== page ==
In Thursday's preseason opener against the Buffalo Bills, the Chicago Bears decided to ignore a newly-passed NFL rule change that moved kickoffs from the 30 yard line to the 35 yard line.
Special teams coordinator Dave Toub had been given permission from the officiating staff prior to the game, since apparently, the rule is vague enough that it does not completely clarify that the ball has to be kicked off from the new location. However, after kicking from the 30 twice in the game, the league told the Bears, "No, you can't do that anymore."
Despite a rule change moving the kickoff to the 35 yard line, the Bears kicked off from the 30 yard line in Thursday's preseason game.
The Bears had supposedly elected to kick from the old distance so as to give their special teams unit some live practice at covering kicks.
I think this rule change passed by a margin of 26-6 in the off-season. The argument in support of the change is that by moving the kickoffs up five yards, there will be more touchbacks, fewer returns, and therefore fewer injuries. A majority of injuries in NFL games happen on kick return plays - although the exact percentage escapes me at the moment. Although the real reason for this rule change might just be that the other teams in the league are terrified of players like Devin Hester, Josh Cribbs, and DeSean Jackson.
Teams such as the Chicago Bears and Cleveland Browns, however, no doubt campaigned against the rule change, arguing that the move would limit their potential for big plays since kicks will be more likely to go out the back of the end zone without a returner even having a chance to field the kick, or maybe even touch it! The Bears, Browns, Eagles, and a few other teams are likely to suffer greatly from this rule change, since kick returns (and special teams overall) are a big part of their gameplans. The Bears' Devin Hester is already the NFL record-holder for most returns for touchdown in league history and is already a 3-time Pro Bowl player going into just his sixth year as a pro. Moving the kickoffs up to the 35 limits the threat of returns from players like Devin Hester, Josh Cribbs, and DeSean Jackson.
But Hester hasn't been actively returning kickoffs for two years since Chicago moved him to wide receiver and relegated his special teams contributions to punt returns only!
I'm sure the Bears were one of the six teams that voted against the rule, so Thursday night's kickoffs might have been the Bears' way of protesting the new rule by bringing some attention to it. Although they may have done more harm to their cause than good during this game. Chicago defensive lineman Corey Wootten injured his knee on the opening kickoff and will have to undergo minor surgery to repair it. Add to that the fact that Johnny Knox still managed a 70-yard return despite the deeper kicks, and it looks unlikely that the rule will be changed back.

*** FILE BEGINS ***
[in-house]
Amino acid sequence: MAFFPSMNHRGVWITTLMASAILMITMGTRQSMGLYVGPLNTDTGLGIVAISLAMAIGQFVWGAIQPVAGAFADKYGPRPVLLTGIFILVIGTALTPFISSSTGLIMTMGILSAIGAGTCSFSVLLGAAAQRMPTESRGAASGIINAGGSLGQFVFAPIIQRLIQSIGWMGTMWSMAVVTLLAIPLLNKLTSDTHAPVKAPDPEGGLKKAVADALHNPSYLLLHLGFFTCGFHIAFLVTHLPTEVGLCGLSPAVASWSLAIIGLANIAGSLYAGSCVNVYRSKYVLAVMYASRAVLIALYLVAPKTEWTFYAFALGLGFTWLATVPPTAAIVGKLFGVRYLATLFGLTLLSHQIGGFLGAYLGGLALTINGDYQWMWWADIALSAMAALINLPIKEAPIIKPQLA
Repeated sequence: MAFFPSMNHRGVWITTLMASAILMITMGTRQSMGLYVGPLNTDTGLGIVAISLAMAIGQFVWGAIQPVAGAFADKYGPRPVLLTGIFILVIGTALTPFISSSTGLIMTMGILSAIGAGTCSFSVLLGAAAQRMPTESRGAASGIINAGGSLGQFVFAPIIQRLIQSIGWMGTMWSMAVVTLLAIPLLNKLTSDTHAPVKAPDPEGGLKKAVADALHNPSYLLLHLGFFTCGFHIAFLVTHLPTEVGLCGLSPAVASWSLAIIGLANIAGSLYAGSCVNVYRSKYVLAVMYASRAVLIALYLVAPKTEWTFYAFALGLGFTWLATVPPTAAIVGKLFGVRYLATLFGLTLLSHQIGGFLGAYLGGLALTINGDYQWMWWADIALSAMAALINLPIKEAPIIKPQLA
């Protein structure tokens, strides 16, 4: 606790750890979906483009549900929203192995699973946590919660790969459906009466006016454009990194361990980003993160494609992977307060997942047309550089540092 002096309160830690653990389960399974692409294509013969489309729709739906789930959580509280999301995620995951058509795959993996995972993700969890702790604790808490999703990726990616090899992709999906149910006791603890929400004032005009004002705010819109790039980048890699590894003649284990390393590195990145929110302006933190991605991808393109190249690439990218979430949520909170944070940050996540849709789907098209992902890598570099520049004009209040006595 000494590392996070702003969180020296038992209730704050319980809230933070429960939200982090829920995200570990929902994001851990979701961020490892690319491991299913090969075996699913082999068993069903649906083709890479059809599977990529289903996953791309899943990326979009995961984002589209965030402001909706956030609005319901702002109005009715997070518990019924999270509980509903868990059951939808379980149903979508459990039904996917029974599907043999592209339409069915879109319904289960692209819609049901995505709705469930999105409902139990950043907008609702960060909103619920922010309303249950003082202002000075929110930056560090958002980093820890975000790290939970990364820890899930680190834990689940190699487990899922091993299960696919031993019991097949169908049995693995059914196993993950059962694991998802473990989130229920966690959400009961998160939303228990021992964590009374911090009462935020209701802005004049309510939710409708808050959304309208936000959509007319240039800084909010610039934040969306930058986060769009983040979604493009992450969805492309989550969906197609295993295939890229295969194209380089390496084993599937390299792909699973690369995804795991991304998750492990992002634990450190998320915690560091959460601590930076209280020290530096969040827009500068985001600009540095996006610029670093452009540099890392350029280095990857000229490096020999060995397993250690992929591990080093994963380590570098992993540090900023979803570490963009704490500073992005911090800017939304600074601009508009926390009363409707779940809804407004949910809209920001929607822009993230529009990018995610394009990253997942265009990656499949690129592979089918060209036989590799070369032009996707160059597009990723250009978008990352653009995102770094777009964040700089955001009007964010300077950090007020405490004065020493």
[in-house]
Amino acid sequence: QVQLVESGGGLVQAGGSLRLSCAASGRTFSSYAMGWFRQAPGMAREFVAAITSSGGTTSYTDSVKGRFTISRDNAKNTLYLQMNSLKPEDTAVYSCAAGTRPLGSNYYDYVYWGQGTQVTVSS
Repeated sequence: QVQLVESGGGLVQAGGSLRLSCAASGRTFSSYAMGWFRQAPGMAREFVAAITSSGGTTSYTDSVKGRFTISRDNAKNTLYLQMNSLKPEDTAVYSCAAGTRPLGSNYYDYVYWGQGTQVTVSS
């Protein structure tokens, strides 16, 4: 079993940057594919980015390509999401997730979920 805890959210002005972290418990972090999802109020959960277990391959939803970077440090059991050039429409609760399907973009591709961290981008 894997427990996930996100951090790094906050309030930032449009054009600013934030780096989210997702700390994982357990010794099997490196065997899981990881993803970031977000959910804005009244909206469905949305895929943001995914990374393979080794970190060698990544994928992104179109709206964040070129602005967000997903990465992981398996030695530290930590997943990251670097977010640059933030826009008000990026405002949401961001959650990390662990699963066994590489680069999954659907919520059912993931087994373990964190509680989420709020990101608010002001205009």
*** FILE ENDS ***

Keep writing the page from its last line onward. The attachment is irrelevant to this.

But injuries aren't the only issue with moving the kickoff location.
Another key criticism of this decision is that a lot of backup players and rookies get relegated to playing special teams, and kick coverage and returns are their only chances to show teams what they can do. With fewer opportunities for returns, these players will have little-to-no opportunity to make a name for themselves with the coaches, and will be less likely to get more chances at playing other positions and working themselves into the lineup. Scouting and evaluating roster depth is going to be very hard if these players' only opportunities to play are taken away from them.
But at least the Bears' special teams coordinator got a chance to look at his guys in coverage on two occasions this preseason! So kudos to him for taking a chance and giving himself an opportunity that no other special teams coach in the league will have this year.
As for the rule change, itself: I don't like it. But I doubt it will have much of an impact on the Bears, Browns, and Eagles, since these teams will probably just run the ball out of the end zone anyway and take the risk of being tackled short of the 20. So unless they are playing against a kicker who can regularly nail the ball out the back of the end zone - or if they play in Denver - I expect there will still be plenty of kick returns on their highlight reels. And with coverage teams getting less practice at defending kickoffs, I would not be surprised if the Bears, Browns, and Eagles have their most successful year ever when it comes to kick return yards and touchdowns. And I also would not be surprised if the special teams injuries continue to pile up...
UPDATE: Tuesday August 16, 2011 10:48 AM PDT
Having to field kicks 7 to 9 yards deep in the end zone did not stop the Jets from running the kickoffs out of the end zone and making it well past the 20 in their preseason game Monday night against the Texans. This is the preseason though, so the willingness of coaches and players to field kicks more than 5 yards deep in the end zone may only be the result of a desire to see what their return teams are capable of, and not indicative of how the regular season will play out. But we'll see. If teams find out during the preseason that they can get away with running such kicks out, then coaches won't have many reservations about doing so once the season starts.